Bb Eb G C for key of Eb


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Subject: RE: Help: Banjo Uke tuning etc.
From: GUEST,Claymore
Date: 29 Mar 01 - 11:00 AM

As an ol' kamaina, and one who regularly plays a uke-strung tenor banjo for some local morris dancers, the uke tuning of G C E A, sung out as "My Dog Has Fleas" (the G being one whole note below the A) is the equivalent of putting a capo on a guitar's fifth fret and playing the four highest strings. In this case, the guitar "D" chord will now be a "G" chord for the uke-banjo, the "C" chord will be an "F" and the guitar "G" is now "C", etc.

The uke-stung tenor banjo tuning of D G B E (D being one whole note below E) is the most common, and you will simply use the guitar fingering of the 4 highest open strings (keeping in mind the treble "D" string is one octave higher than it's guitar equivalent).

So grab the uke, sing out "My Dog Has Fleas", tune to your "song", put one finger on the highest string at the third fret, (a "C" chord), stum con gusto, and Tiny Tim goes muttering to his grave...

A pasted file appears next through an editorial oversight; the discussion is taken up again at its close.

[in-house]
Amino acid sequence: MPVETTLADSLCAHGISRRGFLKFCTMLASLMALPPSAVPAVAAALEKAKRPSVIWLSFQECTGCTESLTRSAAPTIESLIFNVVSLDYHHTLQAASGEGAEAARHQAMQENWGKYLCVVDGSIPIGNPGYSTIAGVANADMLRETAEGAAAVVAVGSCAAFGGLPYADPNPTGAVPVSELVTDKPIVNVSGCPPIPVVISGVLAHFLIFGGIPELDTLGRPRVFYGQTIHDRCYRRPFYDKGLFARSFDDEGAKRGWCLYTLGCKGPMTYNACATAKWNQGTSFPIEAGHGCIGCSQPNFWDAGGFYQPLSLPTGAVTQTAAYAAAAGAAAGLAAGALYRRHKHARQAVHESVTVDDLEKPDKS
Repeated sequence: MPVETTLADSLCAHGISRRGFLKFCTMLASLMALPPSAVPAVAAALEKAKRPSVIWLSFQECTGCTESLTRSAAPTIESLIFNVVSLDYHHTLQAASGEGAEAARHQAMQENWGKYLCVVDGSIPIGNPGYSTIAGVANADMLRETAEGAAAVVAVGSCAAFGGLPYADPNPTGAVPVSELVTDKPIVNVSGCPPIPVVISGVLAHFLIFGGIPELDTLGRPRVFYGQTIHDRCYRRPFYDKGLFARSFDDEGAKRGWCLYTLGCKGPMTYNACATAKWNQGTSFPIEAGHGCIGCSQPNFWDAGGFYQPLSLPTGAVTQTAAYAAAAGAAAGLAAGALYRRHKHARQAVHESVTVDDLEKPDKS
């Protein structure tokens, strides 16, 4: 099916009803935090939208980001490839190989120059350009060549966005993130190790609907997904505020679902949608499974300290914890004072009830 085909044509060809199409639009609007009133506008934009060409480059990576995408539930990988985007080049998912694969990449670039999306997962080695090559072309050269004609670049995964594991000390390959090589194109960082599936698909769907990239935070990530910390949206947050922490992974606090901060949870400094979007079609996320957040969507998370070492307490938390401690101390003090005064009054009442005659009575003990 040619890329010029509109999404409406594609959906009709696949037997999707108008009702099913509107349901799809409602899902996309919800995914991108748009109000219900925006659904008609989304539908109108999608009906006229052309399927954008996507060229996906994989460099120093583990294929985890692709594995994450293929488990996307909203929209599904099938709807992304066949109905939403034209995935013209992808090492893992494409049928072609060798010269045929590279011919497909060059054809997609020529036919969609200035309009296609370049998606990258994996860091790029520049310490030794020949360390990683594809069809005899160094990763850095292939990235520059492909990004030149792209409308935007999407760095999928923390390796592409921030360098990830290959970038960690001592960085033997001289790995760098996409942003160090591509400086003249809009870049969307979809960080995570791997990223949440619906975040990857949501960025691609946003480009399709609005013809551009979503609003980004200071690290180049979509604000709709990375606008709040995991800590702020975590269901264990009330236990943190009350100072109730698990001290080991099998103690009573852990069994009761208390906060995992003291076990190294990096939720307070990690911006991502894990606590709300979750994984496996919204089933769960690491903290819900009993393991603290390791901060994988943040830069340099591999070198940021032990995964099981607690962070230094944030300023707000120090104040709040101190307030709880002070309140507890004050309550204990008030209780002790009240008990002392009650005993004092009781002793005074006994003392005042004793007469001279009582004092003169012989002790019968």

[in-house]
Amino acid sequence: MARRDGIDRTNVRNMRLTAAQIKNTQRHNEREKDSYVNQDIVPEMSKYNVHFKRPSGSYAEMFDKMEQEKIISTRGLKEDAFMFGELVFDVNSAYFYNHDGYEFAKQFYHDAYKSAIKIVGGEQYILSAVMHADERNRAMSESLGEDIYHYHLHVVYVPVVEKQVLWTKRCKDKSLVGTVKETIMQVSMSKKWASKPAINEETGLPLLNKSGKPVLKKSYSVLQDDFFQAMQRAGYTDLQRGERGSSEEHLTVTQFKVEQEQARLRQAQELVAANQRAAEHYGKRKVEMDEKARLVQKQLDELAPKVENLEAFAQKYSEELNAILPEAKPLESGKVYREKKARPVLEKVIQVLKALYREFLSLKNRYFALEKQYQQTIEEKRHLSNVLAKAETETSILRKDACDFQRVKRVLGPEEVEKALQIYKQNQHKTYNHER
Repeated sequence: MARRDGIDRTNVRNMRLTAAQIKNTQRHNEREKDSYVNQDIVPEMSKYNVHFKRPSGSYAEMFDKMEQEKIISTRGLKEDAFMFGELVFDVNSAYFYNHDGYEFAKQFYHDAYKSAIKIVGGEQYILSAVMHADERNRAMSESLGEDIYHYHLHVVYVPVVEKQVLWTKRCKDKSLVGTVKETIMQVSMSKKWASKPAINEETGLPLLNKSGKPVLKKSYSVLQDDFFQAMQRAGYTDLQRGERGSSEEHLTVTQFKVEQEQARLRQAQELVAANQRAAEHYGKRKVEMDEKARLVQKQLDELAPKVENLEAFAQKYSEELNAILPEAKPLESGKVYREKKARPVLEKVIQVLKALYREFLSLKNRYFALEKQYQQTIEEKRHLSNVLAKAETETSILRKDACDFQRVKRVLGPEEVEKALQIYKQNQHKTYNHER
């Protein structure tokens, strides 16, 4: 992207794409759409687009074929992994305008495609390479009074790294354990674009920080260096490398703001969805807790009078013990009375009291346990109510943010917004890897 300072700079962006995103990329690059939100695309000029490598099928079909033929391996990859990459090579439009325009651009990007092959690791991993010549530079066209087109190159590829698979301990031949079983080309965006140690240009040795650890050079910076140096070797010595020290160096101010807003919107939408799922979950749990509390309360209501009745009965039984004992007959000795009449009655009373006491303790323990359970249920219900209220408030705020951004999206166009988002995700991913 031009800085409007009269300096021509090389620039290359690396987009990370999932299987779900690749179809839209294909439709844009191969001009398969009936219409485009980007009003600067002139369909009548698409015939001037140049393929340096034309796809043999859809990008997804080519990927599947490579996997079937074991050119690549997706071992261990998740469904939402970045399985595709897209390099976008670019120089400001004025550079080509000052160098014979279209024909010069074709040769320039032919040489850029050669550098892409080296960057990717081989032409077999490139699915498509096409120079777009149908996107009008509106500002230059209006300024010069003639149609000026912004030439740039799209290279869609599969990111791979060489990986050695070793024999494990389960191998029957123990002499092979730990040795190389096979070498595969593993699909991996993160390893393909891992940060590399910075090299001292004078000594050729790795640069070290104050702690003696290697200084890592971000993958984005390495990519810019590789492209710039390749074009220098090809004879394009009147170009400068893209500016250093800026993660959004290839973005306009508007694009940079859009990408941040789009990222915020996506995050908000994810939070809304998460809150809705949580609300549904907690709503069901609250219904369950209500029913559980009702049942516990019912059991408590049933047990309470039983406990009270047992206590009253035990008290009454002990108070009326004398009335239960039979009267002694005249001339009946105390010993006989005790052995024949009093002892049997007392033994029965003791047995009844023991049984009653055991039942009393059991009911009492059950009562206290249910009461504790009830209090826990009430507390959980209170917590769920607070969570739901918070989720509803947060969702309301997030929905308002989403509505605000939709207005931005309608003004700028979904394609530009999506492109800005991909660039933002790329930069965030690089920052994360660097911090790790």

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Subject: RE: Help: Banjo Uke tuning etc.
From: Jimmy C
Date: 29 Mar 01 - 12:39 PM

I have a real little beauty about 80 years old and in perfect condition and I tune it the same as Big Chuck - GDAE.


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Subject: RE: Help: Banjo Uke tuning etc.
From: Jon Freeman
Date: 29 Mar 01 - 02:48 PM

Well come to that, I tuned the one I had to GDAE but I thought that was more of a mandolin players "cheat" than a std uke tuning.

Jon


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Subject: RE: Help: Banjo Uke tuning etc.
From: Songster Bob
Date: 29 Mar 01 - 04:02 PM

Well, it turns out that there are mandolin-banjos with only four strings, so it's not out of line to tune a uke the same way. The difference in scale length is small (14" for a mandolin, and what, 13" for the uke?), but the strings from a uke set won't sound very good in mando tuning (the lowest string on a mando is the largest, while on a uke it's the next-smallest).

So if you're uke-oriented, use real uke strings and tune to C (gCea) or D (aDf#b). If you're mandolin-oriented, change that fourth string to a classical guitar 3d or 4th string and tune GDae.